YOUNG, Karen Romano. Shark Quest: Protecting the Ocean’s Top Predators. 128p. bibliog. diag. further reading. illus. index. maps. notes. photos. reprods. websites. Twenty-First Century. Sept. 2018. Tr $37.32. ISBN 9781512498059.
Gr 6 Up–Young begins by dispelling myths about sharks that have proliferated in the media and popular culture. Chapters such as “What’s a Shark?” and “Shark Sex” are quick reads and will dispel the creatures’ reputations as terrors of the oceans, while also easily engaging readers. Further discussion about ichthyologists, scientists who study fish, and their research in and out of the water follows. Young also provides a balanced discussion about the pros and cons of having sharks in captivity. Ways in which scientists identify and track sharks—GoPro-style cameras called Crittercams, and smartphone apps—will fascinate readers. Shark populations are endangered due in large part to human impact, specifically fishing and finning, and information about how teens can act as advocates and conservationists is provided. A guide at the end presents biological classifications, complete with scientific names, images, and brief information about eight identified orders of sharks. VERDICT A must-purchase for libraries with fans of Shark Week.–Erica Thorsen, Albemarle High School, VA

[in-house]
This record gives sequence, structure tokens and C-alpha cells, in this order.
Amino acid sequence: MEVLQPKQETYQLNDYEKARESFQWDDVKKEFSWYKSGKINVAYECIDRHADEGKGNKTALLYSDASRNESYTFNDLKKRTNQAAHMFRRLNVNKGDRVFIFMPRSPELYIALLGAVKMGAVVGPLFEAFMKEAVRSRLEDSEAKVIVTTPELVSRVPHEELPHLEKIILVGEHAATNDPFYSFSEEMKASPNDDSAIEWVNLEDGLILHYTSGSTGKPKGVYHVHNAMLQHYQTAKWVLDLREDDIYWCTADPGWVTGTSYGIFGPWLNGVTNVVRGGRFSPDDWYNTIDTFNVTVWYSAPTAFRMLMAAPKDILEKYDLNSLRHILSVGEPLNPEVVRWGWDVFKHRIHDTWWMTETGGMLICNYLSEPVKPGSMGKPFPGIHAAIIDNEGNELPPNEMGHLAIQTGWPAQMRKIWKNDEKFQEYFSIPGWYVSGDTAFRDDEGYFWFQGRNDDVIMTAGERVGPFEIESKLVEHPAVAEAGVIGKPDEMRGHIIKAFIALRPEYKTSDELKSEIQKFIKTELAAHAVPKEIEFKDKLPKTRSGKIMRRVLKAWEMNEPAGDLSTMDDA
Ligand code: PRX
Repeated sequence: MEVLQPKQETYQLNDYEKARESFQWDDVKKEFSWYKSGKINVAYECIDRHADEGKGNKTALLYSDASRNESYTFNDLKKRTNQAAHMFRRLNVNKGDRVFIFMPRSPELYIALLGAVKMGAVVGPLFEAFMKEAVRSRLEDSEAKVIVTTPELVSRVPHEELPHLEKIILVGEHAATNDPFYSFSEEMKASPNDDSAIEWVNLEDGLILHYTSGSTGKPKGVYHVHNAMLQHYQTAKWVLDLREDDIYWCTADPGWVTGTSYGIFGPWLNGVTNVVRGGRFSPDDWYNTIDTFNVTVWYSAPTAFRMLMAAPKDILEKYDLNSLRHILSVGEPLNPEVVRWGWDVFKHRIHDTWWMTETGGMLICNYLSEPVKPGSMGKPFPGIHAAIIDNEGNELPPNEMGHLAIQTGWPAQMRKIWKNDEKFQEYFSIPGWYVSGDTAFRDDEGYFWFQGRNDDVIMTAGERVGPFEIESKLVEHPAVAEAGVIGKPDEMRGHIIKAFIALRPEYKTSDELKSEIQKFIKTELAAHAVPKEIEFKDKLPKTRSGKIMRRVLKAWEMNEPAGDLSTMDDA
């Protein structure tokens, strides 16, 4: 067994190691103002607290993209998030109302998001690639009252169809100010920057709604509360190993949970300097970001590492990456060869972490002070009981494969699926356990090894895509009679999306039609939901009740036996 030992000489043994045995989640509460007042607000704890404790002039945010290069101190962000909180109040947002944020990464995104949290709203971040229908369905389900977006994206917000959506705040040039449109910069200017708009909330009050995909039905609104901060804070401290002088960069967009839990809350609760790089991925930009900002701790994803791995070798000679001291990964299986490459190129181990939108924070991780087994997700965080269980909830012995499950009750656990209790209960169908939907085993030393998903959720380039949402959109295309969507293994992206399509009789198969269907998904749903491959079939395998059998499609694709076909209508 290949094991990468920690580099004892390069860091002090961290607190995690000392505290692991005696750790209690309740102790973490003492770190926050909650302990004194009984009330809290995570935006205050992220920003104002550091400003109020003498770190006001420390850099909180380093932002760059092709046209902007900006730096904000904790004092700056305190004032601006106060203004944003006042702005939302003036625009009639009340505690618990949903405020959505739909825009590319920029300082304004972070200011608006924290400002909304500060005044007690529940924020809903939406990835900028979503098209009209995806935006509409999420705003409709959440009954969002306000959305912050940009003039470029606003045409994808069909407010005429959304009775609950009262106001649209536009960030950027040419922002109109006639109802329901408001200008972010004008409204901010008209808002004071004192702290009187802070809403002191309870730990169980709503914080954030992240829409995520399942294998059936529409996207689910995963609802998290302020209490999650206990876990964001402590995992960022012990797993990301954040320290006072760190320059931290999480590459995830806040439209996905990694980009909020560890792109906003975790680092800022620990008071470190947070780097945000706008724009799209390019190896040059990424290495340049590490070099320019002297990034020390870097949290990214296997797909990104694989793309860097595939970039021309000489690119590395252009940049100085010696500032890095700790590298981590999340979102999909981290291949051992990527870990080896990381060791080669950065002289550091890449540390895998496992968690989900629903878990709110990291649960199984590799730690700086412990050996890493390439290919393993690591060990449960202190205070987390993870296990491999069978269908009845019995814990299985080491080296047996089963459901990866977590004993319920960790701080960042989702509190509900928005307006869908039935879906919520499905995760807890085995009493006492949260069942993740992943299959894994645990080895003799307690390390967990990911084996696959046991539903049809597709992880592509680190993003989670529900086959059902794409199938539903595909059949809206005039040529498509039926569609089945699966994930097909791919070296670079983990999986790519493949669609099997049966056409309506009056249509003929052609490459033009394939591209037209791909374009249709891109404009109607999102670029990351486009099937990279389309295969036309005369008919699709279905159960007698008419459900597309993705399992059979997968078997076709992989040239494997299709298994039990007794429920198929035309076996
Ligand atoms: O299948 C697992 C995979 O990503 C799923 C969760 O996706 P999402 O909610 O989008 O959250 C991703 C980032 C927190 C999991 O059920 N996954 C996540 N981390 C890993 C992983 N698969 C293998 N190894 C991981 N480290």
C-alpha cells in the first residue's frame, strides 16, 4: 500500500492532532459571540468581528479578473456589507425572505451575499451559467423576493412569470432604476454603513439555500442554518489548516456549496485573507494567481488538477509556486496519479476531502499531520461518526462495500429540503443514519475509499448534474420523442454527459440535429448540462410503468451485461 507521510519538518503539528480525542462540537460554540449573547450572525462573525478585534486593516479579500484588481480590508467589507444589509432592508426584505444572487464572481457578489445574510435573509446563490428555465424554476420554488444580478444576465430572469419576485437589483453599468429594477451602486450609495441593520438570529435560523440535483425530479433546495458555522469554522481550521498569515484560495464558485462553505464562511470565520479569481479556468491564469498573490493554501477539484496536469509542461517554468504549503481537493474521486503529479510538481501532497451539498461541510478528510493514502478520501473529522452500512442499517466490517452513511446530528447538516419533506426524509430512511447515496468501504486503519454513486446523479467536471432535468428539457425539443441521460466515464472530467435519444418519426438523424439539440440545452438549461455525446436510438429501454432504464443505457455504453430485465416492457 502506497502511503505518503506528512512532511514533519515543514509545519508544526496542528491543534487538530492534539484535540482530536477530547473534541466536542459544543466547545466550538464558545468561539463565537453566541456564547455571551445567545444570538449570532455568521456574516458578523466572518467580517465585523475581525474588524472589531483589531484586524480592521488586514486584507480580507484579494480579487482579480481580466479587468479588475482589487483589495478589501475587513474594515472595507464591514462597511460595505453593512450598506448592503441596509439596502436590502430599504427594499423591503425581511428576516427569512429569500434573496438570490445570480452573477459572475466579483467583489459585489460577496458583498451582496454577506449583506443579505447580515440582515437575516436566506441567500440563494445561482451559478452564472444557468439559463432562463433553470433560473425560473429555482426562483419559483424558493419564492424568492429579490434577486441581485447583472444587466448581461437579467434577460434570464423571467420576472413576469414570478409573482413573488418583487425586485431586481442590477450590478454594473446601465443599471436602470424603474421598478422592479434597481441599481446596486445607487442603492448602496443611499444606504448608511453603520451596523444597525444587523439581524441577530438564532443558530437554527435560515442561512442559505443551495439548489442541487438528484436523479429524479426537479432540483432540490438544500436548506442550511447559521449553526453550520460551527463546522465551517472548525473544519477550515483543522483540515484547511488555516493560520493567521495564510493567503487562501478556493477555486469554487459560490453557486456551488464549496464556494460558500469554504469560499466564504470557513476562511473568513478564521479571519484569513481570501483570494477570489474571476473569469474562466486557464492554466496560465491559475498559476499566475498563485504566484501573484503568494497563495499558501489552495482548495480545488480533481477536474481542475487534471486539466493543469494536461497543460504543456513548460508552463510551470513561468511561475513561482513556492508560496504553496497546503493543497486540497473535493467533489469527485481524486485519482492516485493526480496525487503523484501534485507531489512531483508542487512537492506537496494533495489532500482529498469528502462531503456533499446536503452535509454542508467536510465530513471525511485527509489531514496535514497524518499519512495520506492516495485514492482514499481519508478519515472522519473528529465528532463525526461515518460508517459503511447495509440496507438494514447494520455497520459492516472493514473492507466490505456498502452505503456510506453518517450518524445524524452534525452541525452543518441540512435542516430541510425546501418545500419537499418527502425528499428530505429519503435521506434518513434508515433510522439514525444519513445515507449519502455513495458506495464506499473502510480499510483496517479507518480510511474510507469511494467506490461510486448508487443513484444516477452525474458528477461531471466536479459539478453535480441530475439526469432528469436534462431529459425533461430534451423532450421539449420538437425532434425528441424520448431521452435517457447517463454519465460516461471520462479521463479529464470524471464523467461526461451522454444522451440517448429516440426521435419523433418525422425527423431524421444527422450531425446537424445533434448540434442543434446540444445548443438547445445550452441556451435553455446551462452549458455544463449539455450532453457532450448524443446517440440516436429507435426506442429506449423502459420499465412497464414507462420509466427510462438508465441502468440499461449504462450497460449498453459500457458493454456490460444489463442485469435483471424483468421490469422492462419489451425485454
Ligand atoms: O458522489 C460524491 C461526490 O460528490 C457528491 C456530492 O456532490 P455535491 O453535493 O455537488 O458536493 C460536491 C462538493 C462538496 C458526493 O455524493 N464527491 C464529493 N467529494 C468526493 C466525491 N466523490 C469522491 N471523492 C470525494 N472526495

ZOMMER, Yuval. The Big Book of the Blue. illus. by Yuval Zommer. 64p. index. Thames & Hudson. Jun. 2018. Tr $19.95. ISBN 9780500651193.
Gr 2-5–This cerulean-filled work is overflowing with oceanographic details and information. Readers can learn about 20 different sea creatures from the well-known octopus to the lesser-known dragonet. The book also includes general information on sea animals as well as basic conservation. There are plenty of facts, but the narrative remains at the surface level on most subjects. The whimsical illustrations create an aura of a busy ocean and will give readers a lot to discover on every page. Zommer has even included a few hide-and-seek puzzles throughout. Instead of a glossary, there is a page of “fishy phrases” where readers can learn about a few specific words or phrases that relate to ocean life. However, these words aren’t highlighted in any way in the actual text. VERDICT This is not an ideal book for research, but purchase where browsable ocean-focused volumes are in demand.–V. Lynn Christiansen, Wiley International Studies Magnet Elementary School, Raleigh, NC